At the time that this threat was detected by MailGuard, no other antivirus vendor was blocking the malicious URL contained within the email. MailGuard is consistently between 2 to 48 hours ahead of competitors in blocking zero-day or new variants of phishing scams.
Here is a sample of the phishing email:
The email is not addressed to the email recipient specifically, and states that their account has been suspended due to a profile error. In order to resolve the supposed issues, the recipient is asked to click a link within the email.
The URL points to a hacked Australian website, where a landing page has been built to host the phishing scam.
Here is a sample of the landing page which looks similar to the legitimate St. George internet banking login page:
The cybercriminals behind this attack are seeking standard banking credentials on the first page. Clicking ‘Log On’ takes the user to a second phishing page which seeks further information:
This attack is quite typical of most phishing emails, and if successful the cyber criminals will yield a significant amount of personal information from victims, including;
- Credit Card Numbers
- Security Numbers
- Internet Passwords
- Verbal Passwords (for Phone Banking)
- Drivers License Numbers, and
- Mobile Phone Numbers
Some giveaways that the scam is fake include:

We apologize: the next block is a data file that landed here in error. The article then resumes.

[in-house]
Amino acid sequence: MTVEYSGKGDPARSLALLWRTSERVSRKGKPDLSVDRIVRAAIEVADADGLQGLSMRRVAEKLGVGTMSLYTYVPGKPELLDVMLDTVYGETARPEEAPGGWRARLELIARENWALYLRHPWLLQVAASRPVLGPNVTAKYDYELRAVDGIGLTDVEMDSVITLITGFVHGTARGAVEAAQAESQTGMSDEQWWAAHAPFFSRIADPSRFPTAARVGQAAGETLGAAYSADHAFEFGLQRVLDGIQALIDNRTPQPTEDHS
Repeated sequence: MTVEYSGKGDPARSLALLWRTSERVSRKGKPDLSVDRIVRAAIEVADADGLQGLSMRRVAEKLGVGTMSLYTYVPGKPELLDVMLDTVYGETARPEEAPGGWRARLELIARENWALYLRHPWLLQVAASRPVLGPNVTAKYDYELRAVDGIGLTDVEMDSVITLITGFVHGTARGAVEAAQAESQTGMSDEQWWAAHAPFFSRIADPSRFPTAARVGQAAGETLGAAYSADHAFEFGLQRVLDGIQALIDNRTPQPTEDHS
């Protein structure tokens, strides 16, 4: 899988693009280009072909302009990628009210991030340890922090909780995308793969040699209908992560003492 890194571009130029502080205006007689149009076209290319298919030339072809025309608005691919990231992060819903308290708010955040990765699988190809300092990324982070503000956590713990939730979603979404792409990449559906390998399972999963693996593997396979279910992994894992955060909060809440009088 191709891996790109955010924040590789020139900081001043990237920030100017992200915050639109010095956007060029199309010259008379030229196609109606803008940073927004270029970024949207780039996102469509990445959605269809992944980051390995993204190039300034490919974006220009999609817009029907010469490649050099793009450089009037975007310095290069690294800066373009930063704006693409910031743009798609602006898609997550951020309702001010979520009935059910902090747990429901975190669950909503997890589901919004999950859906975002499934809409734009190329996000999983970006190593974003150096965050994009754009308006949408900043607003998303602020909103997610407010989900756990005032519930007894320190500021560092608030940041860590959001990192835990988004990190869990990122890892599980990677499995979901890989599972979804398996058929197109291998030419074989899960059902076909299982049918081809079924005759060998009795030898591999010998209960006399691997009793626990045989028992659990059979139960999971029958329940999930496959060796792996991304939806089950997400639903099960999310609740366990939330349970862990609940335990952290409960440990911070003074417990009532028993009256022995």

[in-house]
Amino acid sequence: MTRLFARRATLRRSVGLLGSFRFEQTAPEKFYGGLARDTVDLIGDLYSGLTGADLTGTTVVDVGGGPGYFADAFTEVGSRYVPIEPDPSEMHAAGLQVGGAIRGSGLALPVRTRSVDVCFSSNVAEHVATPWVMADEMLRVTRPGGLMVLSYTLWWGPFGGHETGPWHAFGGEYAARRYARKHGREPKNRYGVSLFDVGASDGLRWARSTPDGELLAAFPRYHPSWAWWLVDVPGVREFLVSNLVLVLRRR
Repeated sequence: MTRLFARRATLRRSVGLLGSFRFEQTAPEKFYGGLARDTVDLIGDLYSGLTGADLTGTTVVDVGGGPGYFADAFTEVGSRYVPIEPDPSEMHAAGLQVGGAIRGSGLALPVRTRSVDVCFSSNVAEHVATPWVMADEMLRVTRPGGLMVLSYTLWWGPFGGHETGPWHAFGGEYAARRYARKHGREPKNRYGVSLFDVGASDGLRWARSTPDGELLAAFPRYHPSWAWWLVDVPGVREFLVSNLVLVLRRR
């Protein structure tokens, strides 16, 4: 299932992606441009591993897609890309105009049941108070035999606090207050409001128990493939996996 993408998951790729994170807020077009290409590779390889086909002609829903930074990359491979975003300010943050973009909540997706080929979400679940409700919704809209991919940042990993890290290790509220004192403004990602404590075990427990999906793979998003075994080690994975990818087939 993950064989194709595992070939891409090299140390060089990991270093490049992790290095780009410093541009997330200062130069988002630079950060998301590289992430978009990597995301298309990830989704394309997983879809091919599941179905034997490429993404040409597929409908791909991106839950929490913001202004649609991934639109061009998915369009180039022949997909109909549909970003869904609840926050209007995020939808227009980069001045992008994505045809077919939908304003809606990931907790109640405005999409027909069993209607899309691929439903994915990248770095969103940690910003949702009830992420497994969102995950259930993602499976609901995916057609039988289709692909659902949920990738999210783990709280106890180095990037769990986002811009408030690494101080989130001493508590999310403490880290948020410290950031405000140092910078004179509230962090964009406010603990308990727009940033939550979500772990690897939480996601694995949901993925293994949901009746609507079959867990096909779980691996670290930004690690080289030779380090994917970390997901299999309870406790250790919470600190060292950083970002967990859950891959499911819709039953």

- The URL for the St. George Online Banking website is not the legitimate URL https://ibanking.stgeorge.com.au/ibank/loginPage.action
- You can see in figure 2 that one of the images is distorted, and
- In figure 3, the HTML is not laid out correctly and there are errors that a keen eye should be able to easily discern.
St.George Bank offer tips on their website on how to be smart online.
How can I protect myself from these types of email scams?
To protect your business against scams like these phishing emails impersonating banks:
- Beware of emails that contain grammatical or branding errors, but purport to be from reputable organisations that you weren’t expecting
- Are not addressed to you personally
- Always hover your mouse over the links contained in emails in order to check their legitimacy – don’t click them unless you are sure they are safe
- To ensure complete safety, type the URL into your browser or navigate through Google search to find the actual website and enter your credentials
- Be particularly wary of emails asking you to supply personal details that the purported organisation should already know, especially those which ask for credit card or bank account details
If you are ever unsure if an email is legitimate, contact the bank directly before filling any details in online or clicking links contained within an email.
Adding a cloud-based email filtering solution will reduce your business’ risk to staff falling for scams and possibly giving cyber criminals access to your company bank accounts.
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